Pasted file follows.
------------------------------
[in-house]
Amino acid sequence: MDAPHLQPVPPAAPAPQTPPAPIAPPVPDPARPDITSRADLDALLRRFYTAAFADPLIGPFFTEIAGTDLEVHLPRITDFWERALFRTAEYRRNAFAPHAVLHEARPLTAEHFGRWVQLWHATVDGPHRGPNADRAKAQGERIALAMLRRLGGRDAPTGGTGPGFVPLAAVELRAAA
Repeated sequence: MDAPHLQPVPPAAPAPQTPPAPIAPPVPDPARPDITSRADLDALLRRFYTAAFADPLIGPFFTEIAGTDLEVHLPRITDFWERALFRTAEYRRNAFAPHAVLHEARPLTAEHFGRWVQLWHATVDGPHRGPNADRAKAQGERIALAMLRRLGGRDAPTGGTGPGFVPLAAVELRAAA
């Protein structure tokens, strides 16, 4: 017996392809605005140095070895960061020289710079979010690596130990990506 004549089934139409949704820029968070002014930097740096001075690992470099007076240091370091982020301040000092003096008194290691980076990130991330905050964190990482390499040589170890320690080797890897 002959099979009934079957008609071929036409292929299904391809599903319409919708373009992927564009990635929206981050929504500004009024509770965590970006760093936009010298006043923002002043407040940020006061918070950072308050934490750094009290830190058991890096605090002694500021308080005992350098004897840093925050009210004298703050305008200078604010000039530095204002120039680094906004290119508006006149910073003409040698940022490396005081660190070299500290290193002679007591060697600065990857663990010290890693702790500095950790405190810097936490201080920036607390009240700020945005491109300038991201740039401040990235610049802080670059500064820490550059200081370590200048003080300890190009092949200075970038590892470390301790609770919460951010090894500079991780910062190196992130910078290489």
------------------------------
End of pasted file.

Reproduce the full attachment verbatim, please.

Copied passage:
[in-house]
Amino acid sequence: MDAPHLQPVPPAAPAPQTPPAPIAPPVPDPARPDITSRADLDALLRRFYTAAFADPLIGPFFTEIAGTDLEVHLPRITDFWERALFRTAEYRRNAFAPHAVLHEARPLTAEHFGRWVQLWHATVDGPHRGPNADRAKAQGERIALAMLRRLGGRDAPTGGTGPGFVPLAAVELRAAA
Repeated sequence: MDAPHLQPVPPAAPAPQTPPAPIAPPVPDPARPDITSRADLDALLRRFYTAAFADPLIGPFFTEIAGTDLEVHLPRITDFWERALFRTAEYRRNAFAPHAVLHEARPLTAEHFGRWVQLWHATVDGPHRGPNADRAKAQGERIALAMLRRLGGRDAPTGGTGPGFVPLAAVELRAAA
């Protein structure tokens, strides 16, 4: 017996392809605005140095070895960061020289710079979010690596130990990506 004549089934139409949704820029968070002014930097740096001075690992470099007076240091370091982020301040000092003096008194290691980076990130991330905050964190990482390499040589170890320690080797890897 002959099979009934079957008609071929036409292929299904391809599903319409919708373009992927564009990635929206981050929504500004009024509770965590970006760093936009010298006043923002002043407040940020006061918070950072308050934490750094009290830190058991890096605090002694500021308080005992350098004897840093925050009210004298703050305008200078604010000039530095204002120039680094906004290119508006006149910073003409040698940022490396005081660190070299500290290193002679007591060697600065990857663990010290890693702790500095950790405190810097936490201080920036607390009240700020945005491109300038991201740039401040990235610049802080670059500064820490550059200081370590200048003080300890190009092949200075970038590892470390301790609770919460951010090894500079991780910062190196992130910078290489």